“The Midnight Ride of Paul Revere” is a well-written poem by Henry Wadsworth Longfellow telling the tale of Paul Revere’s bravery before the battles of Lexington and Concord. Though a lot of the poem is accurate, parts of it are missing details, or the details have been changed, to make Revere look like more of a hero.
At the beginning of the poem, Longfellow talks about how Paul Revere was standing on the opposite shore of the old North Church, ready to ride. However, what he failed to mention was that Revere was not the only rider; there were dozens of others! Also, Paul Revere was not actually waiting on the shores across the Church, but in bed. Dr. Joseph Warren had to wake him up before Revere could go. Revere himself did not even see the lanterns hung up!
Once Revere actually started to take off, he was rowed across the river by two friends before he borrowed someone else’s horse and began his journey towards Lexington and onwards. After warning many houses and villages of the British (which the poem correctly states), Revere goes to Lexington to warn Samuel Adams and John Hancock that the British are trying to capture them (not mentioned in poem). From there, Revere continued with William Dawes towards Concord, where they also meet Samuel Prescott, who continues the ride with them (both men were not mentioned in the poem).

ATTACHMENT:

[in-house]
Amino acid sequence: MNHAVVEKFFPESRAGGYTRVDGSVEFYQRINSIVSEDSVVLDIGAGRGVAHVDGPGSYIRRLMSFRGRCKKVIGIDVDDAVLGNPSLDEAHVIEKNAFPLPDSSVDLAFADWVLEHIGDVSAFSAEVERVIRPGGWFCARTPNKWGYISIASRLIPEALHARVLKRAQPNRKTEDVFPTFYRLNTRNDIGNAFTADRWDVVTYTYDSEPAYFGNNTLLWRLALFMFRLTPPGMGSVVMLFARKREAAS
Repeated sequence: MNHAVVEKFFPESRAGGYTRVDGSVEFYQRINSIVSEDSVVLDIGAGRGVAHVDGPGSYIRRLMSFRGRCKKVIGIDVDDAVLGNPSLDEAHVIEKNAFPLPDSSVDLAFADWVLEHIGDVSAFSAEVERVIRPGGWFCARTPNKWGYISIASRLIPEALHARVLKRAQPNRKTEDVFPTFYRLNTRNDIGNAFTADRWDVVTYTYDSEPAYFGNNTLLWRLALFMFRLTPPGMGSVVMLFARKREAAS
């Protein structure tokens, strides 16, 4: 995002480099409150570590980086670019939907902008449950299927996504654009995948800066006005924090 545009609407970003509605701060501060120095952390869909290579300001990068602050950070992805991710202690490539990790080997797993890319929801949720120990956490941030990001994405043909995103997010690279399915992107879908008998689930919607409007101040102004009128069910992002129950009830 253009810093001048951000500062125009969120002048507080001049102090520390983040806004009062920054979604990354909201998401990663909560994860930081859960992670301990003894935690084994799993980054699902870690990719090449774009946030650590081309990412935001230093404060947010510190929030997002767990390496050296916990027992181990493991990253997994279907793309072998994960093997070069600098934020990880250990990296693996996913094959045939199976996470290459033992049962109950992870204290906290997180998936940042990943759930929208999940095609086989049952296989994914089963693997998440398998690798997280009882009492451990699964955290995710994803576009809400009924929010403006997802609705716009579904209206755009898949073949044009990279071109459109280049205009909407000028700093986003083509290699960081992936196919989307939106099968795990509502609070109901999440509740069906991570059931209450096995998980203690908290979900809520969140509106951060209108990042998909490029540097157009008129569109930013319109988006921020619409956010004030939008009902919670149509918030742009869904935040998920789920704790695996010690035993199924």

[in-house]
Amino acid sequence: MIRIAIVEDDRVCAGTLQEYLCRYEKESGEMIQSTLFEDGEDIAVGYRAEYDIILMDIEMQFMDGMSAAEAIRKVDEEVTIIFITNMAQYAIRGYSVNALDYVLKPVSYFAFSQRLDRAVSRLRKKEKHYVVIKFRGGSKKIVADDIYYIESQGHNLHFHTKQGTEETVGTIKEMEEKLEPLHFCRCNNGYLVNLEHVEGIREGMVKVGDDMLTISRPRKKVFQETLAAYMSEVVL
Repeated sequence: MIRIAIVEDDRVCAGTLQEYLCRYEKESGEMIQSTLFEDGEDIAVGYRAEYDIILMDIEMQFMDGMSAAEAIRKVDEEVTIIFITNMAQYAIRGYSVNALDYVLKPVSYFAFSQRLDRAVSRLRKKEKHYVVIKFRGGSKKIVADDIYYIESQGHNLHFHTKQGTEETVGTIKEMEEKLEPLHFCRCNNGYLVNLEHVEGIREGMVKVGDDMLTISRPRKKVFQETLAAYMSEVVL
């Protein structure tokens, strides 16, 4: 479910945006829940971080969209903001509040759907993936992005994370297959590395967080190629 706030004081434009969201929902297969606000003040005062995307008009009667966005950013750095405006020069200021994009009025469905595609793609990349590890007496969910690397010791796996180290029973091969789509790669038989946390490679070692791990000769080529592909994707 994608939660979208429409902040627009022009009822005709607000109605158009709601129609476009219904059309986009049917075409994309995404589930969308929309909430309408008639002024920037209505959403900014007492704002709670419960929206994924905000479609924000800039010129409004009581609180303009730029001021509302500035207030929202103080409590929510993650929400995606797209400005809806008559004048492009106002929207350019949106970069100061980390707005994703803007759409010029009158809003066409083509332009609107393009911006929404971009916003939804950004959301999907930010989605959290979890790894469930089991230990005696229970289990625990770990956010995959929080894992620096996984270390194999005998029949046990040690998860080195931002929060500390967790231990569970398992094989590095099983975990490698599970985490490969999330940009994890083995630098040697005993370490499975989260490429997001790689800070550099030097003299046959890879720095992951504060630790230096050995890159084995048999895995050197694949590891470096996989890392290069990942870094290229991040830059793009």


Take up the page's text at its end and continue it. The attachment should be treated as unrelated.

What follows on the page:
At this point, the author has changed some of the details completely. In reality, a British Patrol stops all three men, and Revere is captured. Unlike the poem, he does not actually go on to Concord, but Dawes and Prescott do. Revere escaped later on in the night, but never saw the beginning of the battle of Lexington.
However, there were some accurate parts of “Midnight Ride of Paul Revere” as well. The colonists did use the motto “one if by land, two if by sea”. Though the lantern signals had been the back up plan, not the original one, the old North Church tower was where the lanterns were hung. Most of the times for...
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